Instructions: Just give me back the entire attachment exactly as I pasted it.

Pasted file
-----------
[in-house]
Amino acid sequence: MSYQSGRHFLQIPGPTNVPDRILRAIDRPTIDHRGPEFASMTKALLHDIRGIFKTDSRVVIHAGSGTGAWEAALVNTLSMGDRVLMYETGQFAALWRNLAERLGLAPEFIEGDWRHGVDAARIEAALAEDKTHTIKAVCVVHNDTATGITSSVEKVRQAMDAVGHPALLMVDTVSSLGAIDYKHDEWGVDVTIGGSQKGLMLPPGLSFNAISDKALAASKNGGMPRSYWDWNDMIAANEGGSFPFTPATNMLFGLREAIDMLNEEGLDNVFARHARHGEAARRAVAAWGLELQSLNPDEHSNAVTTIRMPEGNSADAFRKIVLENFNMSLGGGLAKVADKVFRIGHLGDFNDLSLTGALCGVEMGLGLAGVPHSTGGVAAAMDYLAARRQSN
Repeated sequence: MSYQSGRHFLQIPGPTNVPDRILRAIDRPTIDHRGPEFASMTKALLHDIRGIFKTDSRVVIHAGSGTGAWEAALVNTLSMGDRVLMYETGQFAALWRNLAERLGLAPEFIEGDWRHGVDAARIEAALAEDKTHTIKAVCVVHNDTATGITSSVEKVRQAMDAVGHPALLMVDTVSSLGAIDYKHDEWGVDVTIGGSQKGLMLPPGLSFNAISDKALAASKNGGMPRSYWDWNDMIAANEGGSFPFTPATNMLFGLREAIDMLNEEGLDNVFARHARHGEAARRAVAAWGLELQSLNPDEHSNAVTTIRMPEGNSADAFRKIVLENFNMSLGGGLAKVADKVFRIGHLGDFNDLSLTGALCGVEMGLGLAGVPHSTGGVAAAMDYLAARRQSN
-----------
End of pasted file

[in-house]
Amino acid sequence: MSYQSGRHFLQIPGPTNVPDRILRAIDRPTIDHRGPEFASMTKALLHDIRGIFKTDSRVVIHAGSGTGAWEAALVNTLSMGDRVLMYETGQFAALWRNLAERLGLAPEFIEGDWRHGVDAARIEAALAEDKTHTIKAVCVVHNDTATGITSSVEKVRQAMDAVGHPALLMVDTVSSLGAIDYKHDEWGVDVTIGGSQKGLMLPPGLSFNAISDKALAASKNGGMPRSYWDWNDMIAANEGGSFPFTPATNMLFGLREAIDMLNEEGLDNVFARHARHGEAARRAVAAWGLELQSLNPDEHSNAVTTIRMPEGNSADAFRKIVLENFNMSLGGGLAKVADKVFRIGHLGDFNDLSLTGALCGVEMGLGLAGVPHSTGGVAAAMDYLAARRQSN
Repeated sequence: MSYQSGRHFLQIPGPTNVPDRILRAIDRPTIDHRGPEFASMTKALLHDIRGIFKTDSRVVIHAGSGTGAWEAALVNTLSMGDRVLMYETGQFAALWRNLAERLGLAPEFIEGDWRHGVDAARIEAALAEDKTHTIKAVCVVHNDTATGITSSVEKVRQAMDAVGHPALLMVDTVSSLGAIDYKHDEWGVDVTIGGSQKGLMLPPGLSFNAISDKALAASKNGGMPRSYWDWNDMIAANEGGSFPFTPATNMLFGLREAIDMLNEEGLDNVFARHARHGEAARRAVAAWGLELQSLNPDEHSNAVTTIRMPEGNSADAFRKIVLENFNMSLGGGLAKVADKVFRIGHLGDFNDLSLTGALCGVEMGLGLAGVPHSTGGVAAAMDYLAARRQSN